Now that I’m dead, I want to tell you a few things-specifically about the meaning of life.

I must admit that I didn’t have an accurate view of my life’s meaning as a young man. Many from my generation, assumed that meaning is found by earnestly endeavoring to achieve several of the following :

Wealth – Amassing riches, luxury vehicles, and a house or two featured on MTV Cribs. (guilty)

Power – Having authority over people (guilty)

Pleasure – Being entertained or gratified by sports, dining, shopping, alcohol/drugs, and sex. (guilty)

Career – Promotions, recognition, respect on the job. (guilty)

Elitism – Nationalism and patriotism. Pride in social status, race, gender, ethnic origin, or religious affiliation. (guilty)

Knowledge – Education, research etc. (guilty)

Don’t misunderstand me here. It is not my contention that most of these things are independently “evil” or wrong. It is my contention, however, that these should all exist on the periphery of and informed by what I believe life’s true meaning is. Anything else creates an increasingly hollow life as the years progress.

As you know, I took the claims of Christianity and it’s central figure, Jesus, quite literally and seriously. During his time on the Earth, he clarified people’s perspectives of God’s purposes and commandments. Jesus said that all of God’s commandments for life can be synthesized into two principles: Love God and love others.

“35 One of them, an expert in religious law, tried to trap him with this question: 36 “Teacher, which is the most important commandment in the law of Moses?”

37 Jesus replied, “‘You must love the Lord your God with all your heart, all your soul, and all your mind.’ 38 This is the first and greatest commandment. 39 A second is equally important: ‘Love your neighbor as yourself.’ 40 The entire law and all the demands of the prophets are based on these two commandments.” (Matthew 22:35-40)

Jesus made it clear that these principles should be applied to our lives carefully as opposed to just obeying a set of rules. So what does this mean practically for you and your life’s meaning?

There exists a veritable plethora of definitions for the word “love”. The word translated “love” used by Jesus here is the Greek word, “agape”. It means affection, benevolence, good-will, high esteem and concern for the welfare of the one loved.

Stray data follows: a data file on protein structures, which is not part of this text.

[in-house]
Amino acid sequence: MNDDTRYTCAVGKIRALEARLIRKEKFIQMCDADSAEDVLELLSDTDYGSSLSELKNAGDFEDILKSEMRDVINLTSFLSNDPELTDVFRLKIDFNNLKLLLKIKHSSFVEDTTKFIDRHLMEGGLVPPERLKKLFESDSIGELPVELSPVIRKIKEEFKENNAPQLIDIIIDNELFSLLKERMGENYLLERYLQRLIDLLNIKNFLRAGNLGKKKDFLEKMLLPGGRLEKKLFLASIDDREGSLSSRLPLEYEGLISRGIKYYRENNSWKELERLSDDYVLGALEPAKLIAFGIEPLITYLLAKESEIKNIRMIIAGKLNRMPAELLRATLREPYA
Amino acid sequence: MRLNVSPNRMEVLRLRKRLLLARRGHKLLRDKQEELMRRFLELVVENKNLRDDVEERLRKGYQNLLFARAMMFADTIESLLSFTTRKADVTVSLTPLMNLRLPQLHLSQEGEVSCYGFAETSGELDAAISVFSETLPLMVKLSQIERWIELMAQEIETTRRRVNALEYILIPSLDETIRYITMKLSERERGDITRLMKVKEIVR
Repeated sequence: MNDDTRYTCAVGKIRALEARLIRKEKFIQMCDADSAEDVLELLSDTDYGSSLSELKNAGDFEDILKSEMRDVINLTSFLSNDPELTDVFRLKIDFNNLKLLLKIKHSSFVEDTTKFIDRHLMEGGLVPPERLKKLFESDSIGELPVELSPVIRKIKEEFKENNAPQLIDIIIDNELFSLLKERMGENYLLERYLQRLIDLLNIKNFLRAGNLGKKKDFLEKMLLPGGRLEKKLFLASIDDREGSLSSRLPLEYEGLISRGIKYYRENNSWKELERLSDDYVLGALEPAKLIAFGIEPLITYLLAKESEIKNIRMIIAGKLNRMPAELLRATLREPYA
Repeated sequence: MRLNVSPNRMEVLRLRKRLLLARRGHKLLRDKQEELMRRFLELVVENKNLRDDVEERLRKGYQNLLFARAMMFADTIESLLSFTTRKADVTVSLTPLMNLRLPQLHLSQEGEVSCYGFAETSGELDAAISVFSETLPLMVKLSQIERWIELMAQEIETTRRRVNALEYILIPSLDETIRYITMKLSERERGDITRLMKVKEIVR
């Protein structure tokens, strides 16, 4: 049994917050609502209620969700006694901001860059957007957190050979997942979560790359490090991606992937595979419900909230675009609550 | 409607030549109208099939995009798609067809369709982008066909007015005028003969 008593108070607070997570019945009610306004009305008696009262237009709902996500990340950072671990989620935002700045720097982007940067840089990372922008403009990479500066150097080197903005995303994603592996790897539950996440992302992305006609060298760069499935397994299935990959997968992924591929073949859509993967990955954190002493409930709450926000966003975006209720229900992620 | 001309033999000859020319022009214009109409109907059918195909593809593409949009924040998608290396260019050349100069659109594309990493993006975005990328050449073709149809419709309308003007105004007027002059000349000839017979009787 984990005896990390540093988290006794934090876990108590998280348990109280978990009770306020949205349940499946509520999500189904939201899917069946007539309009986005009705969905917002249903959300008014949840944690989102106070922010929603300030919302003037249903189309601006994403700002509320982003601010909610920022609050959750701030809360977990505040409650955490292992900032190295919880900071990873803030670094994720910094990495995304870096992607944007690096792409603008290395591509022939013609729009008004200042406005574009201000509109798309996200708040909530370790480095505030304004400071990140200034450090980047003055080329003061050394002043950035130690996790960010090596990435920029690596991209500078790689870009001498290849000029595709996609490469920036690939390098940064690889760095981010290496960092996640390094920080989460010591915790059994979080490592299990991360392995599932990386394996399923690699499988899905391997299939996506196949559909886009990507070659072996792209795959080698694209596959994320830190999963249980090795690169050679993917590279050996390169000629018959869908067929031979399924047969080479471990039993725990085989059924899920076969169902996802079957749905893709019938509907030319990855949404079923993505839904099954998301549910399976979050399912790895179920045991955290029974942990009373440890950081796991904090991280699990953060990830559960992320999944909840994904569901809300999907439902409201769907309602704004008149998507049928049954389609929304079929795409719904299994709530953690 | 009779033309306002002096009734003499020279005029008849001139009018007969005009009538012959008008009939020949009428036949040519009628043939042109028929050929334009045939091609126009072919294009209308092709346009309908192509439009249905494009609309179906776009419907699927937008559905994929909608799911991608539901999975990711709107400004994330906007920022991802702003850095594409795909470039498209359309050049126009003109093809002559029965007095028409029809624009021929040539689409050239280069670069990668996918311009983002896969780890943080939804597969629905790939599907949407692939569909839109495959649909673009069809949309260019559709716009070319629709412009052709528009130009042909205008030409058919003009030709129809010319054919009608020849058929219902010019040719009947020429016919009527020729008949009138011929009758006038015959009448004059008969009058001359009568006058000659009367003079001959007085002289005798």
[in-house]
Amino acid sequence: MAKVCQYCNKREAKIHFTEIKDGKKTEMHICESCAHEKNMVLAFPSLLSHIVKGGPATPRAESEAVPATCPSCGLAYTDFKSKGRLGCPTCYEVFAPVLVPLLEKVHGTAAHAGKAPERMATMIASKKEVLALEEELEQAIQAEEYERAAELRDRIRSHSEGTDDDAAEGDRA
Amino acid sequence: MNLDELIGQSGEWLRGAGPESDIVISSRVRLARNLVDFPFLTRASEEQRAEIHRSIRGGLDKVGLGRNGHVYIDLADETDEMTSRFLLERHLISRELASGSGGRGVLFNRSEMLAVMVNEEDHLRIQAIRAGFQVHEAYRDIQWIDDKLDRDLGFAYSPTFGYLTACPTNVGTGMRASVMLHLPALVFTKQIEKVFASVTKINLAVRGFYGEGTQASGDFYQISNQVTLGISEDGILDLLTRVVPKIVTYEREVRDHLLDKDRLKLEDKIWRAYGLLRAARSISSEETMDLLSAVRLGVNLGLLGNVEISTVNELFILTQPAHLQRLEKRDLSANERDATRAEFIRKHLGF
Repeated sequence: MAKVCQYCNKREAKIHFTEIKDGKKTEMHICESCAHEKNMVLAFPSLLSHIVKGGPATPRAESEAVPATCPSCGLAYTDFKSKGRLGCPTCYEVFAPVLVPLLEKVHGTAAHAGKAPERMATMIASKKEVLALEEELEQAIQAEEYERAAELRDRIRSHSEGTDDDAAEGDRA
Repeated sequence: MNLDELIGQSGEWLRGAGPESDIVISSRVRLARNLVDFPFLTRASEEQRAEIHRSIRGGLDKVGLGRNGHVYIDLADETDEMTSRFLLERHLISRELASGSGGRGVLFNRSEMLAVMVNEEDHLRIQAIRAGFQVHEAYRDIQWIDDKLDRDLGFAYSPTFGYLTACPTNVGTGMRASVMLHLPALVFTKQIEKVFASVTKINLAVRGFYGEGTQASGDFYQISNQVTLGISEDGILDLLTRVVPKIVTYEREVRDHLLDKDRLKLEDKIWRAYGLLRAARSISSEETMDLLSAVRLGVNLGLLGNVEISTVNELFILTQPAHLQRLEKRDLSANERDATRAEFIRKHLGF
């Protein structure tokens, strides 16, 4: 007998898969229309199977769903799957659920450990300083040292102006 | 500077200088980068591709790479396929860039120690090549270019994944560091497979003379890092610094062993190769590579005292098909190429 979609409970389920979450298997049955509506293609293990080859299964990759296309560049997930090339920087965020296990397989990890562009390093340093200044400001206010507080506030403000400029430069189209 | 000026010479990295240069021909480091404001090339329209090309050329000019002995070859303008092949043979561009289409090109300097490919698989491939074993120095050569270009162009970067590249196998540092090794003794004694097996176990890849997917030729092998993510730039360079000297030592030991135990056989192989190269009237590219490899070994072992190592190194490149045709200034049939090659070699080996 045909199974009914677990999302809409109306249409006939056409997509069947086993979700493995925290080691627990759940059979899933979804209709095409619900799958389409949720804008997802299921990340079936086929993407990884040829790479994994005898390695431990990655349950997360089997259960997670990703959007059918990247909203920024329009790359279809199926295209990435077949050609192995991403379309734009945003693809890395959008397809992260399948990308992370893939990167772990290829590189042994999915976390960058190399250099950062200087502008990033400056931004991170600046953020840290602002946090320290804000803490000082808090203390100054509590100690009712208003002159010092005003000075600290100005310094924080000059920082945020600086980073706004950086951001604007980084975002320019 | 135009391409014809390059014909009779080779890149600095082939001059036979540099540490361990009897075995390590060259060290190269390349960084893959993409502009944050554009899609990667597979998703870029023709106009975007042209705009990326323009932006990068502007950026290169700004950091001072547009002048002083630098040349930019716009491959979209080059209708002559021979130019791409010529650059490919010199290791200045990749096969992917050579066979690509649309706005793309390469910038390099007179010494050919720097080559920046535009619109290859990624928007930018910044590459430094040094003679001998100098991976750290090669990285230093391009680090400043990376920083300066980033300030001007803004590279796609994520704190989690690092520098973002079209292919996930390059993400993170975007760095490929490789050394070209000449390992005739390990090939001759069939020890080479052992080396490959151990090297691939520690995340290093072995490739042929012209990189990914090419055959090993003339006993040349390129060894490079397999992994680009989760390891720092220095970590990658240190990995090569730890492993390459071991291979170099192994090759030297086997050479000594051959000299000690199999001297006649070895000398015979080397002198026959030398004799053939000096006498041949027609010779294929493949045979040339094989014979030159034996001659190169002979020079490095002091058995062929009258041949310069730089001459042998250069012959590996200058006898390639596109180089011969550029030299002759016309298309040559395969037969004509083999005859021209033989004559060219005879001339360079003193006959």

Notice the order in which these two principles were given. Love God, THEN others. Good deeds and charitable work is important, but if they aren’t done in conjunction with a genuine love for, and relationship to God, then life can still become hollow. I recall in the cases of some celebrities where ostensibly their purposes were charity work, but in actuality their purposes were popularity. This isn’t life’s real meaning, according to Jesus.

Jesus said, “I have come that they may have life, and have it to the full” (John 10:10). He also said, “If anyone would come after me, he must deny himself and take up his cross and follow me. For whoever wants to save his life will lose it, but whoever loses his life for me will find it” (Matthew 16:24-25).

I echoed the mantras during my days, “Live life to the fullest” and “Seize the day! Carpe Diem!” This wasn’t helpful for me early on though, because I failed to accurately qualify what the “full life” truly is. I learned later that it’s an act of futility to re-invent that wheel.

Jesus’ words leaves you with two choices: The first is in seeking to find meaning in temporal gratification, fulfilling every desire your heart possesses during this life. This will lead to eventual emptiness. The second is in loving and pursuing God and His will for your life with your whole heart. He stated that in doing so, the desires of your heart are met, you find lasting contentment and the answer to the “full life”.

In a nutshell, you will find real fulfillment and meaning in life when you stop trying to discover it in yourself, and you start seeking it in genuine relationship with God. This will influence greatly the way you live your life. If you have wealth, talents, time, compassion or wisdom, you’ll use them to love and care for others. This isn’t done for the reason cited in the Christmas classic “Frosty the Snowman” where the lyrics are, “be good for goodness sake”. The fulfilled life is doing good for His sake.